In January 2017, the creation of the Wilinggin National Park was announced, which will include parts of the parts of the existing Mitchell River and Prince Regent National Parks and connect a number of conservation areas stretching over 200 km (120 mi). The new park would be jointly managed by the WA government and Wilinggin traditional owners. The area adjoins the northern portion of the former King Leopold Ranges Conservation Park[10] which is now known as Wunaamin Conservation Park.[11] The new park was planned to form part of the Kimberley National Park, which would be Australia's biggest national park, but this idea had as of 2020 been shelved after a change of government in 2017.[12][13]

Ethnography[edit]

The German ethnographer Helmut Petri, during the Frobenius expedition of 1938-1939, lived among the Ngarinjin and took copious notes on the lore language and mythology of the Ngarinjin, and gathered many objects of their traditional craftsmanship. A large part of his material, conserved in Frankfurt am Main, was obliterated during one of the many Allied bombing runs on that city, which razed to the ground the Museum der Weltkulturen, where Petri worked.[a]

Alternative names[edit]

  • Andedja.
  • Andidja.
  • Angarinjin.
  • Arawari (a Worrorran word meaning "southeastwards")
  • Arkarinjindja
  • Gular (a name applied to some groups, with kular meaning "west")
  • Ingarinjindja (a Ngarinyin adult male)
  • Marangana (of people who speak as the Ngarinyin do)
  • Narrinyind
  • Ngaring-ngyan
  • Ngarinjin
  • Ngerringun Kandjalngari (northern group)[6]
  • Njingarinjanja (a Ngarinyin adult female)
  • Oladjau(Miriwung term for their language).
  • (Ungarinjin, Unrjarinjin, Ungarinyin, Ungarinjen[Note 1])
  • Walmidi (Forrest River name)
  • Wangarinjinu
  • Warnarinjin

Footnotes[edit]

  1. ^ But, note above – should only be used with reference to the language, not the people.

References[edit]

  1. ^ 'Wertvolle Bestände, darunter ein großer Teil seiner Feldnotizen und Original texte von Mythen des Ungarinyin-Stammes, waren bei der Zerstörung des Instituts im Zweiten Weltkrieg vernichtet.'[14]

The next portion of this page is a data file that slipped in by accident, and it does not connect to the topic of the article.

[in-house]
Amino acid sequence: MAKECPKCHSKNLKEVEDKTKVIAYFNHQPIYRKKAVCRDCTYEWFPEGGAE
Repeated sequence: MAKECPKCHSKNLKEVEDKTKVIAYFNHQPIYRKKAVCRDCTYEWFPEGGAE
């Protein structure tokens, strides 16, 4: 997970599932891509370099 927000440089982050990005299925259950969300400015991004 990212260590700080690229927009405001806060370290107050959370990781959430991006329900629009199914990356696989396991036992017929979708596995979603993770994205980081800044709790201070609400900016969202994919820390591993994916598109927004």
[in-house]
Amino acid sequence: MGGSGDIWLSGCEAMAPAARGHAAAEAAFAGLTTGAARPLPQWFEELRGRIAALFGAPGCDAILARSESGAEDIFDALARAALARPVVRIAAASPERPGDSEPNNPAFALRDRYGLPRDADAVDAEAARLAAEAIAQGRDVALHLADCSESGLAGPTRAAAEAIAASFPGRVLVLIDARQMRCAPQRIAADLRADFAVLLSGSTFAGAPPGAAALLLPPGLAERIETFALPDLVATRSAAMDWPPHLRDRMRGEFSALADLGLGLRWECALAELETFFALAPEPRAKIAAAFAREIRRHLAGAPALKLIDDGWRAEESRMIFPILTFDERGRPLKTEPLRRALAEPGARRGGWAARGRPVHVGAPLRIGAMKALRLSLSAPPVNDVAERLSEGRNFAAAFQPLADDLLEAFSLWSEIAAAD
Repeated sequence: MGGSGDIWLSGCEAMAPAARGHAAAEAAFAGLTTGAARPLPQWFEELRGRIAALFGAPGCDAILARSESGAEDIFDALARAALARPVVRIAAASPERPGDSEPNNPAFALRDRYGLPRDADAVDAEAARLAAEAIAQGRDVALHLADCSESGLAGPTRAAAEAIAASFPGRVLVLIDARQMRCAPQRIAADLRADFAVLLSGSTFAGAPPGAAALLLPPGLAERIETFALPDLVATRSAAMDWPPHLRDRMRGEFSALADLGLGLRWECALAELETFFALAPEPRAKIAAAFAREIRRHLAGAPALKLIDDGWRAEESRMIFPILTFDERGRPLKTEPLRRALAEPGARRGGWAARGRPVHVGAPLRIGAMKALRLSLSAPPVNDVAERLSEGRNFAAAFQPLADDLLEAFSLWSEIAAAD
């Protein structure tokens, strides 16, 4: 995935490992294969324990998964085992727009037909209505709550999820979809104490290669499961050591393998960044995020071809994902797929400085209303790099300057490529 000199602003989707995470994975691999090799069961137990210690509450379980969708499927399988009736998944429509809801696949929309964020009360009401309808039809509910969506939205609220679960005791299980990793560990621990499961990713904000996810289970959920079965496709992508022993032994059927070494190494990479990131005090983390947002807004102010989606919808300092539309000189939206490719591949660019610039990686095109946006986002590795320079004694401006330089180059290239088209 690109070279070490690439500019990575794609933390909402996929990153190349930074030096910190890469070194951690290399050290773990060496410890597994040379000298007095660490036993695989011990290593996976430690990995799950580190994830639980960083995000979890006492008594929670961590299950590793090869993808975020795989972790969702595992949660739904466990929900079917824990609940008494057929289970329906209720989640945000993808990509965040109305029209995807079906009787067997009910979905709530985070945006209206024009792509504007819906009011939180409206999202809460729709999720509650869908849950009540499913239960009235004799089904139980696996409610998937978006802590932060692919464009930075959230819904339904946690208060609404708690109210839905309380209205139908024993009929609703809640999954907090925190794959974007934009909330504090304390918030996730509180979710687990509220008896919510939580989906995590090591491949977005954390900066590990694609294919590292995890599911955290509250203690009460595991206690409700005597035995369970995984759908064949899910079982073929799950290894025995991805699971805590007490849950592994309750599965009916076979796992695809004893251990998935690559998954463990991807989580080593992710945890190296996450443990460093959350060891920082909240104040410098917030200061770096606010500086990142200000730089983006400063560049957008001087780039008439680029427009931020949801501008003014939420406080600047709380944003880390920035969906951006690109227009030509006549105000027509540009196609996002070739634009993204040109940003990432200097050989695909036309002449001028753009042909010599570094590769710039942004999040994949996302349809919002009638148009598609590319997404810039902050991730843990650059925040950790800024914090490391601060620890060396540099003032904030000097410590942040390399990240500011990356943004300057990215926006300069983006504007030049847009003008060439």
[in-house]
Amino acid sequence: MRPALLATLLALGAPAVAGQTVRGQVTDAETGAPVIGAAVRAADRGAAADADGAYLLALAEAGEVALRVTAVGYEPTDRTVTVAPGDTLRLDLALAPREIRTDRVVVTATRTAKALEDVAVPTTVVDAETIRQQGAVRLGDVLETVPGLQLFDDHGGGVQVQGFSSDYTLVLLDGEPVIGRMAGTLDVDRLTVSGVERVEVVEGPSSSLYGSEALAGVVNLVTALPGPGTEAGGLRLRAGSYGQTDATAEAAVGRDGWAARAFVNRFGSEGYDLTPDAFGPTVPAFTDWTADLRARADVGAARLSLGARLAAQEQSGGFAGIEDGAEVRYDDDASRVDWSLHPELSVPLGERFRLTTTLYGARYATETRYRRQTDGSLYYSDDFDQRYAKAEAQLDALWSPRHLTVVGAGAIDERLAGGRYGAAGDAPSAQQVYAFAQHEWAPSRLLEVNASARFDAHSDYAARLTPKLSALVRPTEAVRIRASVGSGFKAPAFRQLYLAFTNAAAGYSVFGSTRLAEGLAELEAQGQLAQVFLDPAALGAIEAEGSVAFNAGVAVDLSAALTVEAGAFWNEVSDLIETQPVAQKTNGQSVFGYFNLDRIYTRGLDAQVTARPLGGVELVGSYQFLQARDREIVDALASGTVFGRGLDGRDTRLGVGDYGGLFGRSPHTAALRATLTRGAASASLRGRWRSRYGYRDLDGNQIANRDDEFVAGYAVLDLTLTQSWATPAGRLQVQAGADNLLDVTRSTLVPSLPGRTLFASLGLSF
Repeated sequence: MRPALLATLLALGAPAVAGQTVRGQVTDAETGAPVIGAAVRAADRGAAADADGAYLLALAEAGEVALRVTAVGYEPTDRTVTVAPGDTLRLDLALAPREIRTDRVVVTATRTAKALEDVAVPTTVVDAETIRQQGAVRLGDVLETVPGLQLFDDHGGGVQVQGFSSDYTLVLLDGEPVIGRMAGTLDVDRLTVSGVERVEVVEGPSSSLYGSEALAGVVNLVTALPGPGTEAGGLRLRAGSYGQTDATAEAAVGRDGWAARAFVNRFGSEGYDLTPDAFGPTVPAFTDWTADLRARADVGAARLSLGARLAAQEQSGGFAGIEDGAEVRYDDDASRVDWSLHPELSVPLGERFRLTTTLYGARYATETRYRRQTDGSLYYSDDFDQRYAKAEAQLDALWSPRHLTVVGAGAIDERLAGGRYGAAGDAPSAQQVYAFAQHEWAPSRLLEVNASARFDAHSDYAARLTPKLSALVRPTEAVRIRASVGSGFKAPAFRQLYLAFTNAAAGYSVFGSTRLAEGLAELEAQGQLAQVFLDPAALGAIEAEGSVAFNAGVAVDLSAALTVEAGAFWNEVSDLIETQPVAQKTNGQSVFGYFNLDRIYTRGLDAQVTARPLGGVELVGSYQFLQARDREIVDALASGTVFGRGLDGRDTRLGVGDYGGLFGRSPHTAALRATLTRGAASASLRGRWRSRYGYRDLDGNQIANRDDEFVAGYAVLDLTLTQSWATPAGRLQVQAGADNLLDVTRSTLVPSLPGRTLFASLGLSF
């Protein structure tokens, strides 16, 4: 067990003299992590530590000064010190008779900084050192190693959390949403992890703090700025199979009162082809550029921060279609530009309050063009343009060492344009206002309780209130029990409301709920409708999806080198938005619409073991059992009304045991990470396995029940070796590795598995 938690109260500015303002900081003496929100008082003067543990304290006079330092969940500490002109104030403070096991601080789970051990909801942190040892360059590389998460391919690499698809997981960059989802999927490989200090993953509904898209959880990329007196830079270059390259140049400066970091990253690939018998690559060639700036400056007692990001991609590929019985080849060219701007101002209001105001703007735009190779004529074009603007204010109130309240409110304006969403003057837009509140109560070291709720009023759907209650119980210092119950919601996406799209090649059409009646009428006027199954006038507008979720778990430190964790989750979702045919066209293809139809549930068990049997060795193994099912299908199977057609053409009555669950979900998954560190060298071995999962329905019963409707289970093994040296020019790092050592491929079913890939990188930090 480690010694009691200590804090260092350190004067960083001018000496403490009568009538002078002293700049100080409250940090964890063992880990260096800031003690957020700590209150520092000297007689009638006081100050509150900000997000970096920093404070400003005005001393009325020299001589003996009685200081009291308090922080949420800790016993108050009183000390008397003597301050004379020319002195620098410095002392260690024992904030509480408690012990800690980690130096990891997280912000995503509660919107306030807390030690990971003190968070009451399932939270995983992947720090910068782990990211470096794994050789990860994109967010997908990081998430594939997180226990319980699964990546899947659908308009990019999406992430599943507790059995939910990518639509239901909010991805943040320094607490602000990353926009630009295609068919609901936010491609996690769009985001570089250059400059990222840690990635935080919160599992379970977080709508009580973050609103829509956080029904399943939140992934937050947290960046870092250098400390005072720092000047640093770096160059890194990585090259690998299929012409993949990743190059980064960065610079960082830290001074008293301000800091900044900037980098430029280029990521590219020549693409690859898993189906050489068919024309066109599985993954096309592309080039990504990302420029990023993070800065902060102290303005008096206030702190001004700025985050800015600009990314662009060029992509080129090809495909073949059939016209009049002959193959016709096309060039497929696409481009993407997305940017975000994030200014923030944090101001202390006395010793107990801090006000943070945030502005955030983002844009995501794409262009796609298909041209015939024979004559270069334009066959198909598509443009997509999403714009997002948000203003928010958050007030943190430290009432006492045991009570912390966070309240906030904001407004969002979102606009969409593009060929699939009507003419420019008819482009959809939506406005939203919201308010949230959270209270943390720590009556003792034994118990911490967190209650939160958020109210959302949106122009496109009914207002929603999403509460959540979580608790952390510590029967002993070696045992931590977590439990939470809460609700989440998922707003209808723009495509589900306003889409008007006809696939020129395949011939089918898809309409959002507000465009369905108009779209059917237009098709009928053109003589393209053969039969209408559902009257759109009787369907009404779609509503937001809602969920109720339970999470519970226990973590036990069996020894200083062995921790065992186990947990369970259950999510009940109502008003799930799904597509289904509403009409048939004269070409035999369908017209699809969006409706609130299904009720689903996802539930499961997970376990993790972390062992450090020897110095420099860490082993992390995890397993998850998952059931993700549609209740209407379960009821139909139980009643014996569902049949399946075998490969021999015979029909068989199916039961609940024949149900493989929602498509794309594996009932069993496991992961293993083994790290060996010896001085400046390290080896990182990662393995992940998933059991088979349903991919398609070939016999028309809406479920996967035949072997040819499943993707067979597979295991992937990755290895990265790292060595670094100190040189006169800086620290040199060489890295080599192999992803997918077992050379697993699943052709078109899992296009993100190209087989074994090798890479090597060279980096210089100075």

Citations[edit]

  1. ^ Graves 2003, p. 380.
  2. ^ "Census 2016, Language spoken at home by Sex (SA2+)". ABS.stat. ABS. Retrieved 6 November 2020.
  3. ^ K18 Ngarinyin at the Australian Indigenous Languages Database, Australian Institute of Aboriginal and Torres Strait Islander Studies
  4. ^ a b c "Copy of Native Title Map". Kimberley Land Council. 8 August 2013. Retrieved 7 November 2020.
  5. ^ "Wunambal Gaambera People". Wunambal Gaambera Country. Includes map.{{cite web}}: CS1 maint: others (link)
  6. ^ a b c Tindale 1974, p. 251.
  7. ^ "WCD2004/001 - Wanjina - Wunggurr Wilinggin Native Title Determination No 1". National Native Title Tribunal. Retrieved 9 November 2020.
  8. ^ "Wanjina/Wunggurr-Wilinggin (WC1999/011)". National Native Title Tribunal. Retrieved 9 November 2020.
  9. ^ "Wanjina/Wunggurr-Wilinggin #2 (WC2002/004)". National Native Title Tribunal. Retrieved 9 November 2020.
  10. ^ Jacob, Albert (30 January 2017). "New national park for the north Kimberley". Government of Western Australia. Retrieved 9 November 2020.
  11. ^ "Wunaamin Conservation Park". Government of Western Australia. Department of Parks and Wildlife. Retrieved 9 November 2020.
  12. ^ "Plan for Our Parks". Parks and Wildlife Service. Department of Biodiversity, Conservation and Attractions (WA). Retrieved 11 November 2020.
  13. ^ "Plan for Our Parks regions in focus". Department of Biodiversity, Conservation and Attractions. Retrieved 11 November 2020.
  14. ^ Michel 1988, p. vi.

Sources[edit]

Further reading[edit]